My friend Lester Armagost loved Halloween. He lived around the corner from me in a turn-of-the-century house. In mid-October, Lester would start turning his house into a haunted castle. For many years, it was the location for the town’s most popular and much anticipated Halloween party.
The prep involved removing furniture from the lower floor, stapling Visqueen to the walls, putting up decorations, and hauling in bales of hay for seating. For the yearly party, Lester did things to his house that most folks would never consider doing. On Halloween night, Lester would open his home to the children who were trick-or-treating. Later in the evening at 9 p.m., the house was open to adults. During the Halloween party, the upstairs bathtub served as an iced beer bin. There was a well-stocked bar in his kitchen, and Lester hired bartenders to mix drinks. He did everything necessary to create a good time for his guests.
I knew Lester was ill before we met and became friends. That didn’t bother me. I knew several people who had AIDS. I had lost friends to the disease. When I lived in Fayetteville, I hung out with four guys whom I considered my best friends. Of the four, three succumbed to the disease. Although there was a fear among the general population, I knew that AIDS could not be transmitted through casual contact. The stupid disease was not going to keep me from making and loving friends, sick or not.
During March of 1994, a late-season snowstorm dropped several inches of snow on Eureka Springs. Lester called to tell me that we had a friend, Steve, who was in bad shape and was in the ICU at the Eureka Springs hospital. Because the roads were impassable, Steve’s nearest relative, a brother living in Oklahoma, could not travel to Eureka Springs to be with Steve. Lester and I donned our snow boots and walked to the hospital. We didn’t want our friend to be alone.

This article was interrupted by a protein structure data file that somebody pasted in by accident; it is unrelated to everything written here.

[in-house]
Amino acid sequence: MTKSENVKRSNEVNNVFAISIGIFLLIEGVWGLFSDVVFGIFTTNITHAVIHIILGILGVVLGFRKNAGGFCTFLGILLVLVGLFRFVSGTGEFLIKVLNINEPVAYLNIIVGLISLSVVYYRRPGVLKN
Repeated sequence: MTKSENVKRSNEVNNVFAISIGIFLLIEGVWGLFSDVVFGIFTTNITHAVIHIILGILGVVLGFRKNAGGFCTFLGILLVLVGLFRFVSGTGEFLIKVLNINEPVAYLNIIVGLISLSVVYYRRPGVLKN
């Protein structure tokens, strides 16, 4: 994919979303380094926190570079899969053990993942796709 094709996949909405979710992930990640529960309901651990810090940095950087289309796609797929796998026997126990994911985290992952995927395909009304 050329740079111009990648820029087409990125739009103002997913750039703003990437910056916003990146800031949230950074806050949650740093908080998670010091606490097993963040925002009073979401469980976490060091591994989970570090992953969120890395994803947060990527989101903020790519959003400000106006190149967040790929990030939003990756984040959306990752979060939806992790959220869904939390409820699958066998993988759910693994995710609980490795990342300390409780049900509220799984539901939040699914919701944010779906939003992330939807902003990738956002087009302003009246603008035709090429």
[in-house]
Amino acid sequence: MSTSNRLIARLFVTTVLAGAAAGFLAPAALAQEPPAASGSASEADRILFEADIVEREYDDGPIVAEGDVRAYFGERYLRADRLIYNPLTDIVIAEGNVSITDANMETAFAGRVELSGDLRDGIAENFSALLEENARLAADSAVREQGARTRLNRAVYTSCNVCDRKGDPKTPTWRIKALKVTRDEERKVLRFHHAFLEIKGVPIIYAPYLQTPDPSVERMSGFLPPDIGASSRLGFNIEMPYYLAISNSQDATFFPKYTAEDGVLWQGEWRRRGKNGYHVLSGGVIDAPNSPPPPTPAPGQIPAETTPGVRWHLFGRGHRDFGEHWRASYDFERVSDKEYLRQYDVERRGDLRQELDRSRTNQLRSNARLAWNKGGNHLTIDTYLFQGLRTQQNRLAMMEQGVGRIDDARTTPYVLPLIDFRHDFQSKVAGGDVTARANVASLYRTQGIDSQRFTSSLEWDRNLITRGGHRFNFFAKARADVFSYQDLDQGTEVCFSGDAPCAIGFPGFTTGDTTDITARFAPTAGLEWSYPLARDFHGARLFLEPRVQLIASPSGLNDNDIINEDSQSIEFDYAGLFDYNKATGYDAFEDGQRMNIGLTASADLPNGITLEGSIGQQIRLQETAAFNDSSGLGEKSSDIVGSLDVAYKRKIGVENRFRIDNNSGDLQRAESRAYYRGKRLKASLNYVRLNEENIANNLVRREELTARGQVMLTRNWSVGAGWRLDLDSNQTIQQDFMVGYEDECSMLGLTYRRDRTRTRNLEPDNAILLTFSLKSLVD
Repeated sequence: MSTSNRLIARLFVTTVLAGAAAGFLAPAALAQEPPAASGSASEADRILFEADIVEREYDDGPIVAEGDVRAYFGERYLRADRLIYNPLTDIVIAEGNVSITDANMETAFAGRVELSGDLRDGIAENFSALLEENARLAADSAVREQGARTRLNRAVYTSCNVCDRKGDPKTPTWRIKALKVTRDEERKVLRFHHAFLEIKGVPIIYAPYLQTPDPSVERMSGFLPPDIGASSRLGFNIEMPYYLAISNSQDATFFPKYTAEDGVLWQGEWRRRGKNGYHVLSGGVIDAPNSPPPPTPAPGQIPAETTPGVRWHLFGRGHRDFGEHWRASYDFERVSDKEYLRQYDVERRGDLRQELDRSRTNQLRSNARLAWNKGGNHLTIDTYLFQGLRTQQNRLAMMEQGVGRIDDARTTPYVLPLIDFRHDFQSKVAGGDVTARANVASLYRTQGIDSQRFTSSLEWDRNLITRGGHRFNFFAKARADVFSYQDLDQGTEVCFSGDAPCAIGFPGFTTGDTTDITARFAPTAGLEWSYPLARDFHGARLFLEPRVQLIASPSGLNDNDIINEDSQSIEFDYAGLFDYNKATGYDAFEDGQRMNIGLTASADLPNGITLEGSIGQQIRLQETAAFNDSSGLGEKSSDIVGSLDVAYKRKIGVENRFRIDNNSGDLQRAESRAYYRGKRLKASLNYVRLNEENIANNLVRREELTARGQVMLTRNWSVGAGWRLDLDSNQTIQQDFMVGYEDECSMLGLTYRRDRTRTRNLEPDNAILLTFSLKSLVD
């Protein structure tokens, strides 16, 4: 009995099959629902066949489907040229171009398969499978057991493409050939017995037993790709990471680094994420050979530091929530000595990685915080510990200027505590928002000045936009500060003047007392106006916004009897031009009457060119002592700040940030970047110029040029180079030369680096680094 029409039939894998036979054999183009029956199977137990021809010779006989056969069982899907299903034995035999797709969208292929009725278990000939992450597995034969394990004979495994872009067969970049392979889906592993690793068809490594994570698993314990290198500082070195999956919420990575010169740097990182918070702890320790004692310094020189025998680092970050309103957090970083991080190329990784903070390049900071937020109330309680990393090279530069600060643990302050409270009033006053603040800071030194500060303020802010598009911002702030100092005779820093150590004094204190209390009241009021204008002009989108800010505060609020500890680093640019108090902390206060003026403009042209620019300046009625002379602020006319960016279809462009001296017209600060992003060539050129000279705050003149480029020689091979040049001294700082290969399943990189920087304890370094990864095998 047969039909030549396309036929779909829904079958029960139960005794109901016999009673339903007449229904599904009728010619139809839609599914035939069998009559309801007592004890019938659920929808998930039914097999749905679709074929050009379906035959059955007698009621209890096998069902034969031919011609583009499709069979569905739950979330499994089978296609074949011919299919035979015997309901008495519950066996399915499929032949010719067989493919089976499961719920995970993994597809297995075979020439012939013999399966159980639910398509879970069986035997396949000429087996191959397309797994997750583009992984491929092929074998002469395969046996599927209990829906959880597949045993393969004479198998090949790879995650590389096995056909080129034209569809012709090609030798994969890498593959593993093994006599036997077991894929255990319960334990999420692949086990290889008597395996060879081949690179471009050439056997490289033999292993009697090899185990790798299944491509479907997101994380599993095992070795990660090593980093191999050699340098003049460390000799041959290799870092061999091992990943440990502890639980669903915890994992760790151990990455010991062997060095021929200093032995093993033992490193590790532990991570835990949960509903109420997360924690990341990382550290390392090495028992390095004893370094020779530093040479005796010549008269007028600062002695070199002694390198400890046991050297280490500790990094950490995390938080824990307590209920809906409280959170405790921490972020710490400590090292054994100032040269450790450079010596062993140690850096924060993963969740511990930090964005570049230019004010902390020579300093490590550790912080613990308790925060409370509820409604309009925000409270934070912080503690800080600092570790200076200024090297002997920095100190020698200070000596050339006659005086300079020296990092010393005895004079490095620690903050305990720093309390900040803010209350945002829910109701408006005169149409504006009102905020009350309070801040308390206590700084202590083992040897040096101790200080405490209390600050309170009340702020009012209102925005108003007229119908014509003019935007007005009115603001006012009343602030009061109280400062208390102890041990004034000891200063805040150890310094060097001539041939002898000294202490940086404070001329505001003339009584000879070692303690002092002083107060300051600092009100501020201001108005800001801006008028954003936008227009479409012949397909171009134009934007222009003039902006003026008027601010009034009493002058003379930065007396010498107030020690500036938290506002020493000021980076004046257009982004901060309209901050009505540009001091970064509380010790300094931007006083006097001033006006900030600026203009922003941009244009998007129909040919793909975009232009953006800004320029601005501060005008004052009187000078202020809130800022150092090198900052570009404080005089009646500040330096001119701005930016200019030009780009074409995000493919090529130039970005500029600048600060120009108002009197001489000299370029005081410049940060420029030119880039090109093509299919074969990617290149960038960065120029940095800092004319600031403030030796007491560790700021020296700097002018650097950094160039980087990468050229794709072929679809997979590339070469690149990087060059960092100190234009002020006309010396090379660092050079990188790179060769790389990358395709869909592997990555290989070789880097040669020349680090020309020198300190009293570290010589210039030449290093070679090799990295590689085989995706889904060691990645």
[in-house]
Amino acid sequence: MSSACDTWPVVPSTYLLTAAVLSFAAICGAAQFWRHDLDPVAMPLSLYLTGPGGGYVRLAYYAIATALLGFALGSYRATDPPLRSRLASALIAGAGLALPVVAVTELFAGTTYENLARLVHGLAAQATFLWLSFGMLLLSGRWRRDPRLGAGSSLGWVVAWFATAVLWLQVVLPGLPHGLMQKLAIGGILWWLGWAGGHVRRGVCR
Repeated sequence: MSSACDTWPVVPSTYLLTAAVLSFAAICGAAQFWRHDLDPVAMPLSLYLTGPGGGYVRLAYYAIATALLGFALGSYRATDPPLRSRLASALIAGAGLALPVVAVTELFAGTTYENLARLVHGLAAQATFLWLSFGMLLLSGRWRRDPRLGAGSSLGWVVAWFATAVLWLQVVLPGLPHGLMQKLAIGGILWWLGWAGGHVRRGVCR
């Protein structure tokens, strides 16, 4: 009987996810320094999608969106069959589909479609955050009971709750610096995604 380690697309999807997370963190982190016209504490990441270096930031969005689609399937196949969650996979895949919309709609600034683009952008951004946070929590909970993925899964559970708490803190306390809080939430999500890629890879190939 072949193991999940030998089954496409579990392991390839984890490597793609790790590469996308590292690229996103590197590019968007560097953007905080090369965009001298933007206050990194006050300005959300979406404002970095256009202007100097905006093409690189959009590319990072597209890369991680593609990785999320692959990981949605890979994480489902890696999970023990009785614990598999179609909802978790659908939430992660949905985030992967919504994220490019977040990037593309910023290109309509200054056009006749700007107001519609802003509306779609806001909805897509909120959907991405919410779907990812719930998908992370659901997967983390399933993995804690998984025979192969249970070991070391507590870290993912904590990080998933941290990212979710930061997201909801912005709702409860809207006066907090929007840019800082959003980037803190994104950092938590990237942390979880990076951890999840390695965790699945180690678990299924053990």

Even though we weren’t really family, because of the seriousness of Steve’s situation, the staff bent the rules. They let us sit in the ICU with him. I don’t know if Steve knew we were there, but I like to think that he did know. Lester and I rubbed his arms and legs and held his hand. As sad and trying as the situation was for Lester and me, the time the two of us spent together at the hospital sitting with Steve was quality time. We cried, we laughed, and we talked about friendship, hopes, and fears. I kept thinking that it could be Lester in that bed. Lester was thinking the same. Steve lived less than twenty-four hours after being admitted. He was thirty-nine years old when he passed. Before leaving the hospital, Lester and I had a good cry, hugged for a long time, and silently walked home in the snow.
The weather in July of 1995 was summertime hot when Lester became bedridden. Unlike Steve, who passed in a hospital, Lester was in a bed in his home and surrounded by many friends who sat with him during his final hours. He lay unconscious with flowers strewn all around him on the bed and pillow. I was very sad. At the same time, I thought that the sight of him on the bed, smothered in flowers like an Indian prince, was beautiful. I knew that Lester was surrounded by love when he left us. He died at the age of forty-one.
The following Halloween, there was one more party in Lester’s house. The party was held to honor him, and it was as festive and fun as ever. Lester would have liked that. His ashes were at the party in a beautiful urn, and I know he was there in spirit.
It is good to leave this world while being loved.